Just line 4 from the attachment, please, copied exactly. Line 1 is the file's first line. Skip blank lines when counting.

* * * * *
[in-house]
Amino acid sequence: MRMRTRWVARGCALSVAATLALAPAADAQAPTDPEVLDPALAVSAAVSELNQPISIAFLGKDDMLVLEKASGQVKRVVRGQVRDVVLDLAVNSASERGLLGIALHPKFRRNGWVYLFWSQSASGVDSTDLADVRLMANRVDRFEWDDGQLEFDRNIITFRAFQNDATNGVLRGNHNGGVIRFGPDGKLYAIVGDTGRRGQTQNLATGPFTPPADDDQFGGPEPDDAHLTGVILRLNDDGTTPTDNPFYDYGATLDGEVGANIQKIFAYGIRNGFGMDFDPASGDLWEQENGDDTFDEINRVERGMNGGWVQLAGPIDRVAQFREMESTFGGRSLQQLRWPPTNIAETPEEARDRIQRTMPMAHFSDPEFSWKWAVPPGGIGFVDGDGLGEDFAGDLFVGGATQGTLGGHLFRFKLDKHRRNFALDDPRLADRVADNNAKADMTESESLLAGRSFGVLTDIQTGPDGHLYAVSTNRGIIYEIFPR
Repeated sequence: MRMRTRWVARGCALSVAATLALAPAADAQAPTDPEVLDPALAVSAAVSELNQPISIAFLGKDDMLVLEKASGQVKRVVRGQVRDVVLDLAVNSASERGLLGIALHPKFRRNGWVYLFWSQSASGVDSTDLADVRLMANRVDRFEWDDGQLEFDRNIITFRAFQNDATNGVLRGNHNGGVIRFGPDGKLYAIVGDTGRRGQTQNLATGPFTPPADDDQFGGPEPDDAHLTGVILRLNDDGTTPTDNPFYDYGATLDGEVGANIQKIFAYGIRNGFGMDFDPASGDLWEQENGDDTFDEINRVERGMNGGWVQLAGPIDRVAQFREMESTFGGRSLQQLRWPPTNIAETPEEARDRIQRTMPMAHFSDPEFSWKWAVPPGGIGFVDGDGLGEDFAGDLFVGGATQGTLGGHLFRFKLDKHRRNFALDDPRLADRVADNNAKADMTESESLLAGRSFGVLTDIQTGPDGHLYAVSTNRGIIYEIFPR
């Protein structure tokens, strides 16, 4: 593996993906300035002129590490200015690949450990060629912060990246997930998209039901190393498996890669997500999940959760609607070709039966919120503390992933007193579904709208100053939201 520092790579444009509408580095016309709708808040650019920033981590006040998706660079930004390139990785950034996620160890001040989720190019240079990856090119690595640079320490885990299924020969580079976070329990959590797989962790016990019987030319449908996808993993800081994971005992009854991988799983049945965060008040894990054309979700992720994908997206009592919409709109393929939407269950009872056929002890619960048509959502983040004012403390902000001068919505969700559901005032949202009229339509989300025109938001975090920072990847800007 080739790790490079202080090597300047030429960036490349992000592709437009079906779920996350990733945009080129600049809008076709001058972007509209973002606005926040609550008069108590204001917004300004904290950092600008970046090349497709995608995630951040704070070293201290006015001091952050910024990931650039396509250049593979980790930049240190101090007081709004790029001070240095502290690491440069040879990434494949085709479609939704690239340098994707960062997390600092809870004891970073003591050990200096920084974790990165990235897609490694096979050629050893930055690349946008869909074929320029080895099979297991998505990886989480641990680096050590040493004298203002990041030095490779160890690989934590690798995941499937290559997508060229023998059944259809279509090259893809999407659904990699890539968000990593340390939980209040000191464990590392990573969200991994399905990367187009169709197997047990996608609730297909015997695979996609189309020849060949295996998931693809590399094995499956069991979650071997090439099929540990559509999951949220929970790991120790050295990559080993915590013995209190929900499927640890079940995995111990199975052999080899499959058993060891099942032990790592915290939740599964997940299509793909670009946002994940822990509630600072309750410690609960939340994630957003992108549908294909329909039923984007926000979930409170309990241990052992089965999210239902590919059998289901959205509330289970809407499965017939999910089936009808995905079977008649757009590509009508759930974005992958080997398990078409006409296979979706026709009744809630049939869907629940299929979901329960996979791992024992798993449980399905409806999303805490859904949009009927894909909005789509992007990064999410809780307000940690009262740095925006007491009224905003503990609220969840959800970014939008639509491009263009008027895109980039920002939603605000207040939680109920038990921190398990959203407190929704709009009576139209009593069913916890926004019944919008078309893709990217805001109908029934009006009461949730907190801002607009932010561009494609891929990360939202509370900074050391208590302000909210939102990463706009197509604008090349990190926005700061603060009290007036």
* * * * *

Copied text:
């Protein structure tokens, strides 16, 4: 593996993906300035002129590490200015690949450990060629912060990246997930998209039901190393498996890669997500999940959760609607070709039966919120503390992933007193579904709208100053939201 520092790579444009509408580095016309709708808040650019920033981590006040998706660079930004390139990785950034996620160890001040989720190019240079990856090119690595640079320490885990299924020969580079976070329990959590797989962790016990019987030319449908996808993993800081994971005992009854991988799983049945965060008040894990054309979700992720994908997206009592919409709109393929939407269950009872056929002890619960048509959502983040004012403390902000001068919505969700559901005032949202009229339509989300025109938001975090920072990847800007 080739790790490079202080090597300047030429960036490349992000592709437009079906779920996350990733945009080129600049809008076709001058972007509209973002606005926040609550008069108590204001917004300004904290950092600008970046090349497709995608995630951040704070070293201290006015001091952050910024990931650039396509250049593979980790930049240190101090007081709004790029001070240095502290690491440069040879990434494949085709479609939704690239340098994707960062997390600092809870004891970073003591050990200096920084974790990165990235897609490694096979050629050893930055690349946008869909074929320029080895099979297991998505990886989480641990680096050590040493004298203002990041030095490779160890690989934590690798995941499937290559997508060229023998059944259809279509090259893809999407659904990699890539968000990593340390939980209040000191464990590392990573969200991994399905990367187009169709197997047990996608609730297909015997695979996609189309020849060949295996998931693809590399094995499956069991979650071997090439099929540990559509999951949220929970790991120790050295990559080993915590013995209190929900499927640890079940995995111990199975052999080899499959058993060891099942032990790592915290939740599964997940299509793909670009946002994940822990509630600072309750410690609960939340994630957003992108549908294909329909039923984007926000979930409170309990241990052992089965999210239902590919059998289901959205509330289970809407499965017939999910089936009808995905079977008649757009590509009508759930974005992958080997398990078409006409296979979706026709009744809630049939869907629940299929979901329960996979791992024992798993449980399905409806999303805490859904949009009927894909909005789509992007990064999410809780307000940690009262740095925006007491009224905003503990609220969840959800970014939008639509491009263009008027895109980039920002939603605000207040939680109920038990921190398990959203407190929704709009009576139209009593069913916890926004019944919008078309893709990217805001109908029934009006009461949730907190801002607009932010561009494609891929990360939202509370900074050391208590302000909210939102990463706009197509604008090349990190926005700061603060009290007036």